Legalization of marijuana needs a workable framework

By Raybblin Vargas, advocacy coordinator, Green Worker Cooperatives

Borough President Ruben Diaz, Jr. recently outlined recommendations to coincide with New York’s eventual legalization of recreational marijuana through the framework of the MRTA. His action showed powerful leadership by focusing in on the multiple layers of reform needed to center equity and justice once marijuana is legalized.

By following his proposal, New York can be a leader in disrupting enforcement practices that have selectively targeted low-income communities of color. Communities that have been disproportionately affected by past marijuana criminalization should be the first to see the benefits of legalization.

Growing up in Washington Heights during the height of the crack epidemic, I saw firsthand the impact of broken windows policing. My five-block neighborhood was ground zero for arrests. Many of the men I grew up with still don’t have jobs, disempowered by a judicial and economic system that penalized them for the entirety of their lives.

The consequences of dealing with substance use and crime reverberate through lifetimes and even generations. Legalizing marijuana offers us a platform to do right by communities like Washington Heights, the south Bronx, Brownsville, East Harlem and others targeted by the war on drugs, with policies like Diaz’s included to ensure they aren’t left out economically.

Diaz’s plan includes community reinvestment, with a significant portion of the revenue from legalization returned to impacted communities in the form of grants or set aside for credit unions so that they can finance small business loans. This is important to ensure fair access to banking services when many large banks will not work with marijuana-based businesses. Diaz also proposes that the state should enact a licensing system so that small businesses and those owned by directly impacted people are able to participate in the industry and are not boxed out by large, out-of-state companies.

These policy ideas can all strengthen the growth of co-operative businesses, which have been largely successful in New York City and are excellent economic engines to create jobs and keep those jobs local.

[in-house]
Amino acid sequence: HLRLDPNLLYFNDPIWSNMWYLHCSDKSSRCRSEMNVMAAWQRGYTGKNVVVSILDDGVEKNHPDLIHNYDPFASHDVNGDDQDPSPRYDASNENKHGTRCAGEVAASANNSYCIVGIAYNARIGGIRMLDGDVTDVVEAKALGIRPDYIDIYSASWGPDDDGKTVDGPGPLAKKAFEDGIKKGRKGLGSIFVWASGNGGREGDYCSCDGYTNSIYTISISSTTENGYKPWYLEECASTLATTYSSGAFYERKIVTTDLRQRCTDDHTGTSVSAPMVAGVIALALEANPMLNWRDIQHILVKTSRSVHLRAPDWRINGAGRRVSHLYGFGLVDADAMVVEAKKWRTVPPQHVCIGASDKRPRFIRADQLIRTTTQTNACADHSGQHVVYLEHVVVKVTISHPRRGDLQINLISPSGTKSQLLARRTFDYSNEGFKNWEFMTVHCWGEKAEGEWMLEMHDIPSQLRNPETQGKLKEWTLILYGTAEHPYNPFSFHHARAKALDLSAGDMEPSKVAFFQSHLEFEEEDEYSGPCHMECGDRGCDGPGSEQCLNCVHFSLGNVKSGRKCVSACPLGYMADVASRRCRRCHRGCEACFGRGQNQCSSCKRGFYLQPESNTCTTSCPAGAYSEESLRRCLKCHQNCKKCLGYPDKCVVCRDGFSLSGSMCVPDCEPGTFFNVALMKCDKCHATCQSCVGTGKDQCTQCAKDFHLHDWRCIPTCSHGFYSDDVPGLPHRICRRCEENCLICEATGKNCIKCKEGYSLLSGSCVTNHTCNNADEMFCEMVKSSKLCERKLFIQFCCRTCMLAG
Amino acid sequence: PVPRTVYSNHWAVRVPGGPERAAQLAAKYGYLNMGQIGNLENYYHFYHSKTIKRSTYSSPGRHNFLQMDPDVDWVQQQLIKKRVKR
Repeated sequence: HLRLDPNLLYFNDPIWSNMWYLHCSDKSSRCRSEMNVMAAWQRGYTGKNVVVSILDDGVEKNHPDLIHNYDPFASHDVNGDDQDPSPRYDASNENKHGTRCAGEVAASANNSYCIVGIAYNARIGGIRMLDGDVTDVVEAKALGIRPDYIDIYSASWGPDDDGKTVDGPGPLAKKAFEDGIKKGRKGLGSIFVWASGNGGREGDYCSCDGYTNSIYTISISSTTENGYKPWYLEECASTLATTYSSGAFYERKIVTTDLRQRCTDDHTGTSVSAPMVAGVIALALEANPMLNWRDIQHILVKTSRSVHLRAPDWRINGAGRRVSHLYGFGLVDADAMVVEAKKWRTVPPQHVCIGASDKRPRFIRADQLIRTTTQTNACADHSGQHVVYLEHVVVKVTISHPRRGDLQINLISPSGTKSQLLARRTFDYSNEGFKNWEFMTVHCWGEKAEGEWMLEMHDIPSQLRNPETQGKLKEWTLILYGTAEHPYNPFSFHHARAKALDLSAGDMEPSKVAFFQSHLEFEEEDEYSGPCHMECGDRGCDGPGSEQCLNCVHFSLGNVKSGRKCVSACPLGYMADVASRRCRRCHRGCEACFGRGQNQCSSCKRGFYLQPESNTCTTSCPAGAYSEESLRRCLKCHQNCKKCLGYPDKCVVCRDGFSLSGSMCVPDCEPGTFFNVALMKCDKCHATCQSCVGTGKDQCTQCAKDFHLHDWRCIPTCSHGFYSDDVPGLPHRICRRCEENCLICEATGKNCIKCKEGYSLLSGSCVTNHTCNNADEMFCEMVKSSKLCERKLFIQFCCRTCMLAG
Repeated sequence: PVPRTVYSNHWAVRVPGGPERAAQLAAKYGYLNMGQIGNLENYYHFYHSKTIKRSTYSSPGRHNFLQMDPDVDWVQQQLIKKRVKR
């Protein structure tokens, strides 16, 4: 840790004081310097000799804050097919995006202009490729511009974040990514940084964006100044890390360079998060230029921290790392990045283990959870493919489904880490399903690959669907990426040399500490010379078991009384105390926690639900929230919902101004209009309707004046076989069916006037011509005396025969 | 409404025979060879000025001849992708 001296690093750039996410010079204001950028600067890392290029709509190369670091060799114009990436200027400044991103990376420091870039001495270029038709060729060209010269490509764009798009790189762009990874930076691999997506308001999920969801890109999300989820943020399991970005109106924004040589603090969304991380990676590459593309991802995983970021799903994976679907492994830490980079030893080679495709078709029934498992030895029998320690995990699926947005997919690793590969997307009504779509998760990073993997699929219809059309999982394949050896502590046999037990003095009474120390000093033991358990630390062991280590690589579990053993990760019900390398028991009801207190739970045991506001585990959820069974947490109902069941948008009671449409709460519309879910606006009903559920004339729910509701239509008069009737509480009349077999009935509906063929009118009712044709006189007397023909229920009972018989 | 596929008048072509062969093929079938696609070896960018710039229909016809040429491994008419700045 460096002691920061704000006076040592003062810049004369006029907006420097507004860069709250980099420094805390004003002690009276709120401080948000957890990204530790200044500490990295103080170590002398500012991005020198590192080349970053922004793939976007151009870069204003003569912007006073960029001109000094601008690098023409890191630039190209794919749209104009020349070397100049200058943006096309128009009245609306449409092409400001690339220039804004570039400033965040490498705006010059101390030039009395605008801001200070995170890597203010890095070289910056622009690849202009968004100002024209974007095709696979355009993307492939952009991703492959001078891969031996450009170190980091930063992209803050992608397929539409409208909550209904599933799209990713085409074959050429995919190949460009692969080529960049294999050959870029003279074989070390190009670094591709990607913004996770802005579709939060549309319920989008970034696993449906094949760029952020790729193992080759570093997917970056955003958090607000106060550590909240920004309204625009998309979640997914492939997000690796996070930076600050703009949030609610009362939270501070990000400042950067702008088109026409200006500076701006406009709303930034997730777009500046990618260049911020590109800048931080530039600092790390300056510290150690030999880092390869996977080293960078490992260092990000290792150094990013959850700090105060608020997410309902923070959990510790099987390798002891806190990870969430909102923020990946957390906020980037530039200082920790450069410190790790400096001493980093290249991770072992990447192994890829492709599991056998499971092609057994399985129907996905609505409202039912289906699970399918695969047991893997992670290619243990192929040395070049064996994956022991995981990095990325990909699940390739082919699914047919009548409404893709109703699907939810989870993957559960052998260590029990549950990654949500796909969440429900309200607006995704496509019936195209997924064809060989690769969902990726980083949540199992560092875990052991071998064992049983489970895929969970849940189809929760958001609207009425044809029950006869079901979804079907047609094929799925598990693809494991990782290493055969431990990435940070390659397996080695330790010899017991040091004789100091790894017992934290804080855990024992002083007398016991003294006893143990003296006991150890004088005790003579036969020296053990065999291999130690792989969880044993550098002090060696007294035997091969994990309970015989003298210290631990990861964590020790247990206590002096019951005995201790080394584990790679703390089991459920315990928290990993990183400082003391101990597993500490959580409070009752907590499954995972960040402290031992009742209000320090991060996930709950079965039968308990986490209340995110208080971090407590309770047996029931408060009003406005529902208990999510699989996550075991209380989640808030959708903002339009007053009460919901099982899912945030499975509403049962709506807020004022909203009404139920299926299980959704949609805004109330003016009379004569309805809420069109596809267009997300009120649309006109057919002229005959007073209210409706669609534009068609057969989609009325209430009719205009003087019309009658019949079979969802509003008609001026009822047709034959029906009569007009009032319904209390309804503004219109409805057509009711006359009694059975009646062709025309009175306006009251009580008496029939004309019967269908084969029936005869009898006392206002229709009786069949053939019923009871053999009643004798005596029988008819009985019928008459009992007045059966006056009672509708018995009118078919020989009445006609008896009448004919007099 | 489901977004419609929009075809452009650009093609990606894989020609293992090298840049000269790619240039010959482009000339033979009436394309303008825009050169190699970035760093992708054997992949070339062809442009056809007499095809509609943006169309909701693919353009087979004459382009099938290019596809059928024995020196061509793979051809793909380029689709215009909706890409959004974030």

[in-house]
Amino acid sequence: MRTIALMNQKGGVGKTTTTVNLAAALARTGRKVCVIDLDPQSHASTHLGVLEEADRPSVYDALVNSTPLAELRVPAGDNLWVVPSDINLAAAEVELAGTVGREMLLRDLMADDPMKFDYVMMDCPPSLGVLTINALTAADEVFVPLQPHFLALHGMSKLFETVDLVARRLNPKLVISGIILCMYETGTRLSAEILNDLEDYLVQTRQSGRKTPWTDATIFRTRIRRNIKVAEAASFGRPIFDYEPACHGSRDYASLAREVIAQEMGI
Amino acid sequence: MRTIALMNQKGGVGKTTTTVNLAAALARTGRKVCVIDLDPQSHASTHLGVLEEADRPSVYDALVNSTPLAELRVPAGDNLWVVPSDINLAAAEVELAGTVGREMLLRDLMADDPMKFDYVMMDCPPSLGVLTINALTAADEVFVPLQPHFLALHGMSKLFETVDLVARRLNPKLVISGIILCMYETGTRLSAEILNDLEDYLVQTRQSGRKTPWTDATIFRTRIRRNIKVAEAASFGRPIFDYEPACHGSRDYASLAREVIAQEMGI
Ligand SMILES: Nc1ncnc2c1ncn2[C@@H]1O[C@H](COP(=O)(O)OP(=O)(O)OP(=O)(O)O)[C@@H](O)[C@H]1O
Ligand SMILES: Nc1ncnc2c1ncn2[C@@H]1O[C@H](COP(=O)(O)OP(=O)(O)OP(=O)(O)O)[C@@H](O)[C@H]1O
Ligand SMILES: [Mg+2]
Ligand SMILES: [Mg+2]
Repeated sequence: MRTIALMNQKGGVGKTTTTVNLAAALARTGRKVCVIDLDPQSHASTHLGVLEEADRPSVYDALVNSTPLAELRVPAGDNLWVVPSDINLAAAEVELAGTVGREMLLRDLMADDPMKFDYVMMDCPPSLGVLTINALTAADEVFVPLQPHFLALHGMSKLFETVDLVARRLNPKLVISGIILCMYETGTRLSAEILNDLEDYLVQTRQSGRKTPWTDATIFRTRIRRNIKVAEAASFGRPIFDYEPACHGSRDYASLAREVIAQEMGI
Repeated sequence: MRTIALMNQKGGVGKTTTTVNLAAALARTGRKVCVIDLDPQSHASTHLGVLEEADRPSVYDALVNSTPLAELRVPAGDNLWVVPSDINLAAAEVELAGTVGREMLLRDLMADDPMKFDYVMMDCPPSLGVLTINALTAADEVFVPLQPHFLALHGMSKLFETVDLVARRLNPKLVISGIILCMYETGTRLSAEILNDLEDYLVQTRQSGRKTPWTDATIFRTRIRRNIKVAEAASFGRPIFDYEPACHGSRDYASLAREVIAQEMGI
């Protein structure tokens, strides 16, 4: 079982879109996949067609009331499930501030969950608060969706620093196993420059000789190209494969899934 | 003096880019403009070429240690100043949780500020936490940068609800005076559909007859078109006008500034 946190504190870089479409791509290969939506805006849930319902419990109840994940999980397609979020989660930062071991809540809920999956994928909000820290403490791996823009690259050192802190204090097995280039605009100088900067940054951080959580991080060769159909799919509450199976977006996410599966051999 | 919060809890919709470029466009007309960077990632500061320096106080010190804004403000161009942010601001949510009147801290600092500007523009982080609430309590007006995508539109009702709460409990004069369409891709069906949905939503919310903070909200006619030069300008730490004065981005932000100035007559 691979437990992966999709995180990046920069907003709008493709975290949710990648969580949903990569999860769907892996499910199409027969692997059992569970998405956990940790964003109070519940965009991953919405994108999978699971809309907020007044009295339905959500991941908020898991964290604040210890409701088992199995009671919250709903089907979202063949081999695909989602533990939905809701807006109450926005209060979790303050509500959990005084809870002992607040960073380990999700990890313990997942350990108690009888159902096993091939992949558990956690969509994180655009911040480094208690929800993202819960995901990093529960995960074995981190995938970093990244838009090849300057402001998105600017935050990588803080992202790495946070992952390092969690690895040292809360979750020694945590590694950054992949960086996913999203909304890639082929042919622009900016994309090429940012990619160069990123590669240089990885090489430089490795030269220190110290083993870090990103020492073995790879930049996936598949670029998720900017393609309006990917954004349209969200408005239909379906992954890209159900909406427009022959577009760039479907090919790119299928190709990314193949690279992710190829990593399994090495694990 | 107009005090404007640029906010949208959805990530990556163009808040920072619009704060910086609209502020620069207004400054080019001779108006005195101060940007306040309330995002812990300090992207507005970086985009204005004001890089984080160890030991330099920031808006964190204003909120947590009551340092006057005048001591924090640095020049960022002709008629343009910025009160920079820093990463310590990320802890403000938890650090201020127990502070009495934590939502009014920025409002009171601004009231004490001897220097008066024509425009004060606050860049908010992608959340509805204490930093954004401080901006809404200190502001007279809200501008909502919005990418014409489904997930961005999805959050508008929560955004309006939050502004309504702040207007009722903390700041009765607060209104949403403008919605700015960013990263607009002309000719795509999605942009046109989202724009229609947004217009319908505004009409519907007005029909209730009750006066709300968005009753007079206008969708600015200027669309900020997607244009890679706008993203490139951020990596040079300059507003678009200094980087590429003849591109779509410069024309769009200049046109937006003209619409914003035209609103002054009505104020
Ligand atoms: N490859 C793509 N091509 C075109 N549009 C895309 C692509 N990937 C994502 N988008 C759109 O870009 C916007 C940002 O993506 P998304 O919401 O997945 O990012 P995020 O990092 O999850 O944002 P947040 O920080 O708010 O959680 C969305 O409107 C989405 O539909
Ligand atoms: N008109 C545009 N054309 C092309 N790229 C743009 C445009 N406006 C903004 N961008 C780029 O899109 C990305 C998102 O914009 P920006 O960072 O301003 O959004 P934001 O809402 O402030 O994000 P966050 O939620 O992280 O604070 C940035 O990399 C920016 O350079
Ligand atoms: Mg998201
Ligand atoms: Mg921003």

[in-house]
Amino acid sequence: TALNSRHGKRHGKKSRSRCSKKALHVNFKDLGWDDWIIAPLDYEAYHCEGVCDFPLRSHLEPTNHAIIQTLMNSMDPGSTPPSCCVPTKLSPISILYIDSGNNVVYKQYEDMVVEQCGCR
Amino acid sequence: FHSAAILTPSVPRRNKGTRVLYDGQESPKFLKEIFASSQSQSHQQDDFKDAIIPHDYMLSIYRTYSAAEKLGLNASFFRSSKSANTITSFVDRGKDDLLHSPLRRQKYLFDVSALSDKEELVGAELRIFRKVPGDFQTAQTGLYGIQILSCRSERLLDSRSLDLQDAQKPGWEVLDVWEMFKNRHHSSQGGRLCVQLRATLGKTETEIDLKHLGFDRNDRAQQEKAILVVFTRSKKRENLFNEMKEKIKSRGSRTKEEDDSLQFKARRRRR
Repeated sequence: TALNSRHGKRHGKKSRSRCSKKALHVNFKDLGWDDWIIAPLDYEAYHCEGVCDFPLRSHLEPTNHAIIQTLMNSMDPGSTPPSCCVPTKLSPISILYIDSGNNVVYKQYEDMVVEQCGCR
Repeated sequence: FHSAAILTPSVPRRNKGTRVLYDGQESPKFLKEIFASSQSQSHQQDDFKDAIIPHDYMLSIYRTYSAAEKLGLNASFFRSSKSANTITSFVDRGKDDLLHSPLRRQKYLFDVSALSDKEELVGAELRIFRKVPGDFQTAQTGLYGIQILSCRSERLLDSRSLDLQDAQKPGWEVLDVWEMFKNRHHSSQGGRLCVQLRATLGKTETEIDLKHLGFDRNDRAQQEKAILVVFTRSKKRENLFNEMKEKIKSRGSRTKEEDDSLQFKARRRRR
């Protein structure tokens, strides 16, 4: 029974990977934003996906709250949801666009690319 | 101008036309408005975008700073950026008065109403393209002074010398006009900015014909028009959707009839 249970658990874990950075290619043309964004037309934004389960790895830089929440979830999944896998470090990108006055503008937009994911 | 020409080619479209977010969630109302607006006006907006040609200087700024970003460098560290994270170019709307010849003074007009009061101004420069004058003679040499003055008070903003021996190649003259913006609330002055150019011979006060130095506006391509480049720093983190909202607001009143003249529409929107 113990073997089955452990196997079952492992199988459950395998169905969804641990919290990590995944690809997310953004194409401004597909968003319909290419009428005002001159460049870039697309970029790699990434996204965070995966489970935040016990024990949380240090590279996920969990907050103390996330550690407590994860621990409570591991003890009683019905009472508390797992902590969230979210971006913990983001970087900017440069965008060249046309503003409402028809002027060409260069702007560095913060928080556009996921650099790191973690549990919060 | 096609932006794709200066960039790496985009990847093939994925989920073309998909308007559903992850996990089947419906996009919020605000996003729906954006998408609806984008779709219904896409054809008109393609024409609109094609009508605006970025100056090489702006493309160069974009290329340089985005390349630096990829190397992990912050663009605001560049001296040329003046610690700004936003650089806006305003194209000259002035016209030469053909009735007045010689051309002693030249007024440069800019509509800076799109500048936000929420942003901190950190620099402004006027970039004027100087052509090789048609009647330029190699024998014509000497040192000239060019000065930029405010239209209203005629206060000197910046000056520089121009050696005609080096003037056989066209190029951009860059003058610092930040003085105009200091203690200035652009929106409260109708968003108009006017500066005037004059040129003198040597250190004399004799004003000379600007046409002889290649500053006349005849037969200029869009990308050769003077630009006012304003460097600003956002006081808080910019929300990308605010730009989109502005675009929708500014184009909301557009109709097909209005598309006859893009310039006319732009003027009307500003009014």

Co-ops provide a way for many of those affected by the war on drugs, including low-income individuals without formal education or those with criminal records, to enter the industry and find success. Worker-owners of a co-op can pool resources, train each other and grow their business together, and that growth can be tremendous. Look at the 1,700 worker-owners of Cooperative Home Care Associates in the Bronx, which began with only a handful of people in the 1980s. Today it is one of the largest worker-owned cooperatives in the nation, training over 600 low-income women annually to provide home care to elderly or disabled New Yorkers.

Moreover, co-op dollars stay in the community, rather than being taken out of state or being influenced by shareholders.

While marijuana legalization is vastly popular, we must be able to look past just legalization. Diaz has numerous ideas of how New York can make legalization work to the benefit of the communities harmed by its war on drugs in the past. These policies will enable solutions like co-ops, proven models to lift communities out of poverty, to grow.

Before the bill is reconsidered in Albany at the beginning of 2020, our legislators must take a long, hard look at these provisions that promote equity, access and economic well-being for all New Yorkers as necessary components of legalization.

On behalf of all the men I grew up with who’ve been stripped of their ability to gain meaningful employment because of harassment from the criminal legal system, I want restitution for my community. Ensuring that Albany moves forward with legalization that contains the important provisions in the MRTA and those that Diaz proposed can simultaneously make marijuana reform a platform for economic empowerment and community investment.